2012 will probably go down in the books as the best year of Channing Tatum‘s life. Honestly, this guy has been kickin’ ass this whole year with Haywire (another film by Soderbergh), The Vow (I know I’m the minority on that one), 21 Jump Street, what was supposed to be G.I. Joe: Retaliation, and now this. This is basically Tatum’s story because it was based off of his experiences and what better person to play the lead, then the person who knows it best. Tatum is great in this role as Magic Mike because he plays up every single emotion we have ever seen him play, ever. He’s funny, he’s sad, he’s inspired, he’s horny, he’s drunk, he’s high, he’s mad, he’s happy, and most of all, he knows how to freakin’ dance. Holy shit man! I know that this kid could dance from his days in Step Up, but he really lets it all-out here and shows that he can not only back his good-looks up with some acting chops, but also some nice dance moves that will absolutely knock your socks off once you see what he pulls off. Seriously, I got frickin’ jealous. And that never happens because I know I’m in such a better shape than that chump will ever be in.
Playing his kinda-sorta love-interest, Cody Horn is alright here but she’s a little stiff with her line delivery as it seems like she doesn’t know what to say next to all of the shit Tatum says and actually does. Her character was also one of those stand-offish types of people that didn’t approve of something that one person did, so they continue to lecture them and try to show their disapproval for all that they do. Lame! Playing her little bro in this movie, Alex Pettyfer shows some real skill as an actor with a role that will hopefully get his name out there more than it did last year with bombs like I Am Number Four and Beastly. Sheesh!
But the one cast member that I couldn’t stop thinking about when this whole movie was over, was in fact, Matthew McConaughey playing the sleazy club owner, Dallas. Here’s the thing with McConaughey: he’s talented, has great comic delivery, looks great, and knows how to act whenever a flick needs him to. The problem is, he always gets himself stuck in the same, old rom-com roles that do nothing for him other than make him look like an utter fool. Thankfully, he’s back in full-action with his role here and shows that he can do it all. He totally plays up that party-boy act we all know and love him for, but there’s also something very dark deep-down inside of all of it, a darkness that actually gets shown more and more as the film progresses. This is great to see McConaughey go through with this character because whenever he’s funny and having a good time, he made me laugh my ass off, but whenever he got mad and you could tell his character meant business, I got scared shitless, wondering just what the hell he was going to do next. That’s how great this role is for him and he plays it up all so perfectly. So perfectly, that he may even come by with an Oscar nomination for Best Supporting Actor come around February of 2013. But that’s a stretch, I know.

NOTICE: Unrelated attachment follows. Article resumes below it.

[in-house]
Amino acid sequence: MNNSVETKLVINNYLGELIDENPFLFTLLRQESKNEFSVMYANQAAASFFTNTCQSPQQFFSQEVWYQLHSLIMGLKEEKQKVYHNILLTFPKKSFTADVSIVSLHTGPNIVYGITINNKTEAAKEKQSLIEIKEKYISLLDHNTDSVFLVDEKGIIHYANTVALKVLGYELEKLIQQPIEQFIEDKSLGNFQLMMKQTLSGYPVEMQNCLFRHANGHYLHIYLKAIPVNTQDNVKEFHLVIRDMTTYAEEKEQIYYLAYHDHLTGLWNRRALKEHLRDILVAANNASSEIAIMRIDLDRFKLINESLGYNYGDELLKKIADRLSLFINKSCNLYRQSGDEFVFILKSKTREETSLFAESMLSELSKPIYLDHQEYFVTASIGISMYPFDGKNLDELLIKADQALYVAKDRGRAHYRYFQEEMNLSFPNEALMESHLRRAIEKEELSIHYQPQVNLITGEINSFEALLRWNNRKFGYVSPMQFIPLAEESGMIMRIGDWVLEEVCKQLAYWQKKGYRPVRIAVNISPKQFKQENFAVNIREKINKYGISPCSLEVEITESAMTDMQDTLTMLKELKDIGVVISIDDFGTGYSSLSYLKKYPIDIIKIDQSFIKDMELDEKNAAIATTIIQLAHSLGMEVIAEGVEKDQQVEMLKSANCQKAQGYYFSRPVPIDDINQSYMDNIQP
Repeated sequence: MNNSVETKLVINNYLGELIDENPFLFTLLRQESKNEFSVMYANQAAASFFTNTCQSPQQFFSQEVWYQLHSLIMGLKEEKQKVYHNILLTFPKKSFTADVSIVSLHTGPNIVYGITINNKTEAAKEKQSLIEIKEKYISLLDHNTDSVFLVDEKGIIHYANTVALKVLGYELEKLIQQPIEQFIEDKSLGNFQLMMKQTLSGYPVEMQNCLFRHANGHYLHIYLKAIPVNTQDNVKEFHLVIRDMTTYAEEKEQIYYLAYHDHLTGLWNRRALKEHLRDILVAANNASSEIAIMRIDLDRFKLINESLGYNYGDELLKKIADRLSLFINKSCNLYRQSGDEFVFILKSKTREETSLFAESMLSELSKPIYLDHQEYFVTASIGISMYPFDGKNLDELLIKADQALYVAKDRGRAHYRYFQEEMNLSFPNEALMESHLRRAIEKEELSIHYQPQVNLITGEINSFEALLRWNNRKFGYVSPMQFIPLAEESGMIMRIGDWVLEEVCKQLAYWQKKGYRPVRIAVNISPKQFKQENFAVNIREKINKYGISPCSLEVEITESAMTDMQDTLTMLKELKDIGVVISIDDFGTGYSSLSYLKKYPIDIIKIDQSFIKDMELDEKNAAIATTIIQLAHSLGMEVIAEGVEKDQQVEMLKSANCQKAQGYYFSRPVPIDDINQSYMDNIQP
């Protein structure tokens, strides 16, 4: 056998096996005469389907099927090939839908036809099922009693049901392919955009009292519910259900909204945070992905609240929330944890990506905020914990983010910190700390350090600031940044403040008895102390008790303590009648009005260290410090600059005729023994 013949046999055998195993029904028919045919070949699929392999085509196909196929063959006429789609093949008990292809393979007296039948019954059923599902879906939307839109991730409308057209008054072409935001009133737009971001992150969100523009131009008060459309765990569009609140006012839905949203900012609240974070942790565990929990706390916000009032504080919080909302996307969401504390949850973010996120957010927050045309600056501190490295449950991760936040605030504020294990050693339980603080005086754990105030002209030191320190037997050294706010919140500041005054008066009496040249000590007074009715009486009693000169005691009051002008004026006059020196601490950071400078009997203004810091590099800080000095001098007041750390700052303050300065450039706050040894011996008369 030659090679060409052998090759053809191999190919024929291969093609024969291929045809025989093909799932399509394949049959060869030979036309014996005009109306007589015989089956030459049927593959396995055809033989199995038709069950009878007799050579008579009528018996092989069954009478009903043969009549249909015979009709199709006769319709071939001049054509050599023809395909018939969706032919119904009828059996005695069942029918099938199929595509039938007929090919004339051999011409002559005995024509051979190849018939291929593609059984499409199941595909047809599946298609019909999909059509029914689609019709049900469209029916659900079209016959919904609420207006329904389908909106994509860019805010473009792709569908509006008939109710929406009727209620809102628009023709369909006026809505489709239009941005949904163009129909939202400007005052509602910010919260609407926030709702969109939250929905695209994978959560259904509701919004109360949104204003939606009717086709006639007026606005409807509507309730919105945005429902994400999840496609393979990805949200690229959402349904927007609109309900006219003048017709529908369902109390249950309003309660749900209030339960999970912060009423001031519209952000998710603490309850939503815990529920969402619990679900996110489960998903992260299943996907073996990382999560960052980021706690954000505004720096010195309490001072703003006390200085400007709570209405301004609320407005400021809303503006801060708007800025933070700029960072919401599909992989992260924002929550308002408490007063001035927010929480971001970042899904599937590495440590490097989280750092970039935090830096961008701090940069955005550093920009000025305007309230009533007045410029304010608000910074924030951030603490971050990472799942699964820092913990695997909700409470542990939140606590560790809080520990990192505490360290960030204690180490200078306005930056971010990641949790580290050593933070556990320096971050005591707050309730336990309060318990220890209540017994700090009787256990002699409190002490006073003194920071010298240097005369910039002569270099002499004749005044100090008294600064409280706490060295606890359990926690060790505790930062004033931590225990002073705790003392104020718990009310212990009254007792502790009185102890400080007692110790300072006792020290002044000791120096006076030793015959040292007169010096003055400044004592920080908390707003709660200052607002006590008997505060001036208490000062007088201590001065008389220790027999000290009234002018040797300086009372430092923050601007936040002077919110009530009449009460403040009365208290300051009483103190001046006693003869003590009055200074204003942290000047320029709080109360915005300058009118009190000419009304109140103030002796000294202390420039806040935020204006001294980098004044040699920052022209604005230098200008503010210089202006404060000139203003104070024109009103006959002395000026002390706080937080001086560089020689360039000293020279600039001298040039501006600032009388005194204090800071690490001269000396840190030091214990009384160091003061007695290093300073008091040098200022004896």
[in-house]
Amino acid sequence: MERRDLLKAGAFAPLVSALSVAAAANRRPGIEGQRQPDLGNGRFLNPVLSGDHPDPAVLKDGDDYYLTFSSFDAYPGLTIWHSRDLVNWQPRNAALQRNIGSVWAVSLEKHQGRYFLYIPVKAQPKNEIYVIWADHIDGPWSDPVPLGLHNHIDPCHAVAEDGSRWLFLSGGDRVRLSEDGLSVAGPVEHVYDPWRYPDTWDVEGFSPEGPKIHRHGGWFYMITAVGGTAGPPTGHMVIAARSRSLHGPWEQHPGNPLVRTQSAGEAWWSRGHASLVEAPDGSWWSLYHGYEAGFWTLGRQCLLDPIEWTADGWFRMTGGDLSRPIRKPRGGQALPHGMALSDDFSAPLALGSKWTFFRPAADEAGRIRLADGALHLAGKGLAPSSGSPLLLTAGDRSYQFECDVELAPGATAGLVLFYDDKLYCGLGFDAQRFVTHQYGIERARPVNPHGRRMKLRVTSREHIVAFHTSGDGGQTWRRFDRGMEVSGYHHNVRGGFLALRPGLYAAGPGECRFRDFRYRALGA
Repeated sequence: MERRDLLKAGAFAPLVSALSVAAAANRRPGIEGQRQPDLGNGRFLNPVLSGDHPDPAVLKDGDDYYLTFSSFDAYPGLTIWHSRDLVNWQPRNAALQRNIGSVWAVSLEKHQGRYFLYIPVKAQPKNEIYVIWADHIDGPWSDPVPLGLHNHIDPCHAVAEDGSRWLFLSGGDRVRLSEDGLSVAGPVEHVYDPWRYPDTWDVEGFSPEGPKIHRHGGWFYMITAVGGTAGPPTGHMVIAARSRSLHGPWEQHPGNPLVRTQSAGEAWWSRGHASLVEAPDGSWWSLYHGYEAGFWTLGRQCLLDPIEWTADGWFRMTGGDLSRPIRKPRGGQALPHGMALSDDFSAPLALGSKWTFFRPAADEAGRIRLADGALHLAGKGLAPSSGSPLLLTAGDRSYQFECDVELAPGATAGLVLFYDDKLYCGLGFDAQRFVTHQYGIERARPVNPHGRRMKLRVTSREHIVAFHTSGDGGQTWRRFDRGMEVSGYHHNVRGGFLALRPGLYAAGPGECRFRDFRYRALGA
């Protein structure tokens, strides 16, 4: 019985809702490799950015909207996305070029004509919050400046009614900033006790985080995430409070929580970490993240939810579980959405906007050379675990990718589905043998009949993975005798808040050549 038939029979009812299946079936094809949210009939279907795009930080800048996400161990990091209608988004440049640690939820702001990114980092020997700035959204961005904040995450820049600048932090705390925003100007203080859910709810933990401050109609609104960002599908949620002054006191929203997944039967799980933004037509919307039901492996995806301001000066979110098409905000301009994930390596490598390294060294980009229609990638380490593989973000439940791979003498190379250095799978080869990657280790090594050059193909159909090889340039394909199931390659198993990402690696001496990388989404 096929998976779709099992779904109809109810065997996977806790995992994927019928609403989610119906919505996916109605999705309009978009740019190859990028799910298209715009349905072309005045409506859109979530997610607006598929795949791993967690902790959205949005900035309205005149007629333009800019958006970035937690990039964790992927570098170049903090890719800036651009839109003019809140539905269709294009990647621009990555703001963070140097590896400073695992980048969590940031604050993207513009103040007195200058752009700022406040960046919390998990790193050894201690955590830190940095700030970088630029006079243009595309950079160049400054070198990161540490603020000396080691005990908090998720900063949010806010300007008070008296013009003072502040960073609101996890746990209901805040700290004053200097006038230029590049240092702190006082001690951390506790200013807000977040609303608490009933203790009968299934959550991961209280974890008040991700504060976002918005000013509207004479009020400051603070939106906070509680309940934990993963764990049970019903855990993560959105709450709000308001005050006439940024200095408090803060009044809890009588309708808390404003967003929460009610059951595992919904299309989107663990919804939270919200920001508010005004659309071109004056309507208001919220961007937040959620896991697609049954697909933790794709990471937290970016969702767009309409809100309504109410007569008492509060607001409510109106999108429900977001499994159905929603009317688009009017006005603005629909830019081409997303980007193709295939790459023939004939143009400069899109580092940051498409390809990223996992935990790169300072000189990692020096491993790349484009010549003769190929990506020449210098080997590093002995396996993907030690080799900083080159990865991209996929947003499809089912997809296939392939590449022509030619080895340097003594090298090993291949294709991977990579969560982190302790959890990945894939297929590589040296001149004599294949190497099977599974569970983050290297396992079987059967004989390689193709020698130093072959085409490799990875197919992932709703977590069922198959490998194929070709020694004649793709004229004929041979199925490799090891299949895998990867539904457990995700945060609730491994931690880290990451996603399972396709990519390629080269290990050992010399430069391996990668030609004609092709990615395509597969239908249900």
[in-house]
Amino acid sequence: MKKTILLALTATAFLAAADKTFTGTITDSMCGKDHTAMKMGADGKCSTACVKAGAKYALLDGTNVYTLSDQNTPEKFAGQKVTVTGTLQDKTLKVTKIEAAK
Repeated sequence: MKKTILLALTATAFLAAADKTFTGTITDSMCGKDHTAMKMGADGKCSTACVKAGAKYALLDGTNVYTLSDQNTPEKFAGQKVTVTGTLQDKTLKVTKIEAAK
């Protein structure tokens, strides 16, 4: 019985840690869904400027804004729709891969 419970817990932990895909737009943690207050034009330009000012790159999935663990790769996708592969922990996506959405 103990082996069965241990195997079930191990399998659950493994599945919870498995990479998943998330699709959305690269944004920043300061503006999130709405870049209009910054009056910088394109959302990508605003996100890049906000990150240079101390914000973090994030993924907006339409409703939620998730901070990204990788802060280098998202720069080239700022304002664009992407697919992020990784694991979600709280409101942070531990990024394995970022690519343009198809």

Oh, and for all of you wrestling fans out there, Kevin Nash is also up in this bitch playing a huge male-stripper that goes by the name of Tarzan. Have no idea why the hell he’s in this, but at least he’s getting some line of work.
Consensus: Even though the story may get predictable by the end, Magic Mike is still a flick that has fun with its premise and fills it with sleaze, humor, raunch, glitz, glamour, great performances from the cast, and plenty of memorable stripping sequences that will surely have you inspired to go out there and try and work that pole like no other. Then again, maybe not.
If only life was played to the music of Def Leppard, then all girls would feel the need to pour some sugar on me. If you know what I mean.
This movie tells the story of small town girl Sherrie (Julianne Hough) and city boy Drew (Diego Boneta), who meet on the Sunset Strip while pursuing their Hollywood dreams. Their rock ‘n’ roll romance is told through the heart-pounding hits of Def Leppard, Joan Jett, Journey, Foreigner, Bon Jovi, Night Ranger, REO Speedwagon, Pat Benatar, Twisted Sister, Poison, Whitesnake, and more.
I’ve never been a big fan of the 80′s but from time to time, I’ll find myself rocking out to a couple of hair metal tunes like “Cherry Pie”, “Pour Some Sugar On Me”, and plenty of others. So the idea of having a musical taking place around that era and focusing on that music, didn’t really have me reaching out for my “nostalgia money” but hey, nostalgia isn’t all that bad.
Director Adam Shankman is a guy who knows how to do musicals and bring out the most energy in them. Everything looks so colorful, the dance numbers have people running all over the place while pulling off some neat Michael Jackson-like moves, the editing is choppy but gives the film this frantic feel to it, and a hell of a lot of camp to be had here as well. I mean whenever anybody talks about the 80′s, you can’t get past the fact that everything in that era was just so corny and goofy, but also, so perfect for that time period. That aspect is what this film plays off of and I think Shankman did a pretty damn good job recreating this era to the point of where I felt like I actually was watching a story in the 80′s, not just a dramatization on what might have been.